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Endocrinology. 1988 Mar;122(3):930-4.

Lysophosphatidylinositol: a potential mediator of 1,25-dihydroxyvitamin D-induced increments in hepatocyte cytosolic calcium.

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Department of Orthopedics, University of Massachusetts Medical Center, Worcester 01655.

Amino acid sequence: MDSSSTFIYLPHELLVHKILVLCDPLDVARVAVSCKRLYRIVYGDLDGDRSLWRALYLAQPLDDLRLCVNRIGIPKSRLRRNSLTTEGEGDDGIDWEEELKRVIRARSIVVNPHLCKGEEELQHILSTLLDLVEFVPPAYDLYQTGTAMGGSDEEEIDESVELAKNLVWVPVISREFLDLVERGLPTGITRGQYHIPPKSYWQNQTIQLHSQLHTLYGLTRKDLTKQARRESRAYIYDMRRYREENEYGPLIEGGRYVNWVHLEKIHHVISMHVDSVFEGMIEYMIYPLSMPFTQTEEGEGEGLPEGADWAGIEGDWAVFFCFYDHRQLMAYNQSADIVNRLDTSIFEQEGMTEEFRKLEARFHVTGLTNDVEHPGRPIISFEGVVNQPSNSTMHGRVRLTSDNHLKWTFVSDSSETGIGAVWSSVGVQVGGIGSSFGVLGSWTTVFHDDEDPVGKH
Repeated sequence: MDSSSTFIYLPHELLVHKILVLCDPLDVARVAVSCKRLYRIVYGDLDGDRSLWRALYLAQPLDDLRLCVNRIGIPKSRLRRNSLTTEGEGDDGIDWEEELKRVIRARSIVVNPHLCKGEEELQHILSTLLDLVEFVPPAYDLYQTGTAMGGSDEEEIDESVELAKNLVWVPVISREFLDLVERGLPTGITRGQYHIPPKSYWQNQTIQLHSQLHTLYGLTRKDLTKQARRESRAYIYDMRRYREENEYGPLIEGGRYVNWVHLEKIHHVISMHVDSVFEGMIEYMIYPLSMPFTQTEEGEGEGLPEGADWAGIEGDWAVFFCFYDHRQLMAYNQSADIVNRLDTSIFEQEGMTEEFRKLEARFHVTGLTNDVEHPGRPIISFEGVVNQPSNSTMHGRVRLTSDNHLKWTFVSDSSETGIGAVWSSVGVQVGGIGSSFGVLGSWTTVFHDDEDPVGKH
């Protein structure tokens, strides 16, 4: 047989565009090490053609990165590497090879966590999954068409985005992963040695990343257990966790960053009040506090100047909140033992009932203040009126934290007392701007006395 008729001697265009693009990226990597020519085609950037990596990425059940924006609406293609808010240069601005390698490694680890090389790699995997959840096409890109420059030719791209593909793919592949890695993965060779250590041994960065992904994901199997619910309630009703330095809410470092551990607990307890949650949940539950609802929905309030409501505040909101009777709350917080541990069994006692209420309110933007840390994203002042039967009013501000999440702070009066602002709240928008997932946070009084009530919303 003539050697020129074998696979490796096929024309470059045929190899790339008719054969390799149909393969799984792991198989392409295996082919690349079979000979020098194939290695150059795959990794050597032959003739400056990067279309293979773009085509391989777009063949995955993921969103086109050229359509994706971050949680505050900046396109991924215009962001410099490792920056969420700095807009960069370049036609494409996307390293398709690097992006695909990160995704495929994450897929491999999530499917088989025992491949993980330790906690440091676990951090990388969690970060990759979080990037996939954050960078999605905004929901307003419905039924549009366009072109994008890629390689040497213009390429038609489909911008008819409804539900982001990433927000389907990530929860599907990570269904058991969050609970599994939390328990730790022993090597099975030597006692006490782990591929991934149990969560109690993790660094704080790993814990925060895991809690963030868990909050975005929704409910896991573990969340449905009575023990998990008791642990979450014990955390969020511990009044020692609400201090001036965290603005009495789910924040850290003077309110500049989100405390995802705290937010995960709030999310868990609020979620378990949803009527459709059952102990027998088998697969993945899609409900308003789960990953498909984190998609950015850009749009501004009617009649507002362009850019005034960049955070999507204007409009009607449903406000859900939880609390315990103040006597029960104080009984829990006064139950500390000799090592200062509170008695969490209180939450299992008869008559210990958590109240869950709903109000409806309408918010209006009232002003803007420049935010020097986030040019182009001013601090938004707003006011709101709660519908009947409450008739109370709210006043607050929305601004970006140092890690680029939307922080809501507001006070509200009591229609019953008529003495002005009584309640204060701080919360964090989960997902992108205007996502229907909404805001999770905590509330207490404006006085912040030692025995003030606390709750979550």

Recent studies in our laboratory demonstrate that 1,25-dihydroxyvitamin D [1,25-(OH)2D] increases hepatocyte cytosolic calcium in the absence of extracellular calcium and activates phospholipase-A-induced deacylation of phosphatidylinositol within 5 min. To determine whether inhibition of phospholipase-A affects D-induced increments in cytosolic calcium and which metabolite of phosphatidylinositol mediates these increments, cytosolic calcium is measured in cultured hepatocytes, loaded with Fura 2AM. Cellular fluorescence is determined at excitation wavelengths of 340 and 380 nm, and cytosolic calcium is calculated. 1,25-(OH)2D treatment for 5 min increases cytosolic calcium levels in the cultured hepatocyte. Inhibition of phospholipase-A with bromophenacylbromide blocks the vitamin D effect on cytosolic calcium, indicating that phospholipase-A activation precedes increments in cytosolic calcium. Neither arachidonic acid nor sodium arachidonate affects cytosolic calcium. In contrast, LPI increases hepatocyte cytosolic calcium in the presence and absence of extracellular calcium. The effect is not blocked by bromophenacylbromide. Neither cell viability nor supernatant fluorescence is altered by LPI, indicating that LPI is increasing fluorescence within the cell. 1,25-(OH)2D treatment for 5 min increases cytosolic pH in cultured hepatocytes. Inhibition of cell alkalinization with amiloride blocks the vitamin D effect on both cytosolic pH and cytosolic calcium, but not the effect of LPI on calcium. NH4Cl increases hepatocyte pH but not cytosolic calcium. The results indicate that phospholipase-A activation is necessary for 1,25-(OH)2D-induced increments in hepatocyte cytosolic calcium and that LPI, a deacylation product of phosphatidylinositol, mediates these increments. Furthermore, inhibition of Na+/H+ exchange, while not blocking the ability of the cell to increase cytosolic calcium in response to LPI, prevents the 1,25-(OH)2D-induced increments in both pH and calcium. The data suggest that the rapid effects of 1,25-(OH)2D on hepatocyte calcium are preceded by cell alkalinization and phospholipase-A activation, and these effects appear to be linked to the Na+/H+ antiport system and not nonspecific cell alkalinization.

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